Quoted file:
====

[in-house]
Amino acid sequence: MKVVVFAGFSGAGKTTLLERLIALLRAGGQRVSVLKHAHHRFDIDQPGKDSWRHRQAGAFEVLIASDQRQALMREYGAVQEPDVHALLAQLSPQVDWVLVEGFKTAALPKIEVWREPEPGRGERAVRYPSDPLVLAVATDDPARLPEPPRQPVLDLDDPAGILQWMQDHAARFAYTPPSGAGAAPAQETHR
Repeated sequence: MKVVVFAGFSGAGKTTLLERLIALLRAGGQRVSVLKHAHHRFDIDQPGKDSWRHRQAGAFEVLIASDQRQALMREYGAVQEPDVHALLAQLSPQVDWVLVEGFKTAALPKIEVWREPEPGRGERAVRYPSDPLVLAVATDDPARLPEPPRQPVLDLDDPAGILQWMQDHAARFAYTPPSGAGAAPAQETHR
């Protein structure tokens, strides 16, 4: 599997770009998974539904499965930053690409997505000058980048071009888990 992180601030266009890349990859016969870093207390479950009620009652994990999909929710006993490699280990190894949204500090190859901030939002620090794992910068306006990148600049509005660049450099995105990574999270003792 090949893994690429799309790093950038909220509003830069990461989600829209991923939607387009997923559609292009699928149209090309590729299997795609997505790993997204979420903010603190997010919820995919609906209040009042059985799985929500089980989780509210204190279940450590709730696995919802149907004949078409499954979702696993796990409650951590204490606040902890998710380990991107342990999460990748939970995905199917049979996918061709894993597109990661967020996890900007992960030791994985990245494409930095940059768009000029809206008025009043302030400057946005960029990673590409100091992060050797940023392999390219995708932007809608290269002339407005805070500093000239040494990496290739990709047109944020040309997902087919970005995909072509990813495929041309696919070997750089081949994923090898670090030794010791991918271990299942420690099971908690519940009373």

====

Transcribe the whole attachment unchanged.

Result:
[in-house]
Amino acid sequence: MKVVVFAGFSGAGKTTLLERLIALLRAGGQRVSVLKHAHHRFDIDQPGKDSWRHRQAGAFEVLIASDQRQALMREYGAVQEPDVHALLAQLSPQVDWVLVEGFKTAALPKIEVWREPEPGRGERAVRYPSDPLVLAVATDDPARLPEPPRQPVLDLDDPAGILQWMQDHAARFAYTPPSGAGAAPAQETHR
Repeated sequence: MKVVVFAGFSGAGKTTLLERLIALLRAGGQRVSVLKHAHHRFDIDQPGKDSWRHRQAGAFEVLIASDQRQALMREYGAVQEPDVHALLAQLSPQVDWVLVEGFKTAALPKIEVWREPEPGRGERAVRYPSDPLVLAVATDDPARLPEPPRQPVLDLDDPAGILQWMQDHAARFAYTPPSGAGAAPAQETHR
């Protein structure tokens, strides 16, 4: 599997770009998974539904499965930053690409997505000058980048071009888990 992180601030266009890349990859016969870093207390479950009620009652994990999909929710006993490699280990190894949204500090190859901030939002620090794992910068306006990148600049509005660049450099995105990574999270003792 090949893994690429799309790093950038909220509003830069990461989600829209991923939607387009997923559609292009699928149209090309590729299997795609997505790993997204979420903010603190997010919820995919609906209040009042059985799985929500089980989780509210204190279940450590709730696995919802149907004949078409499954979702696993796990409650951590204490606040902890998710380990991107342990999460990748939970995905199917049979996918061709894993597109990661967020996890900007992960030791994985990245494409930095940059768009000029809206008025009043302030400057946005960029990673590409100091992060050797940023392999390219995708932007809608290269002339407005805070500093000239040494990496290739990709047109944020040309997902087919970005995909072509990813495929041309696919070997750089081949994923090898670090030794010791991918271990299942420690099971908690519940009373």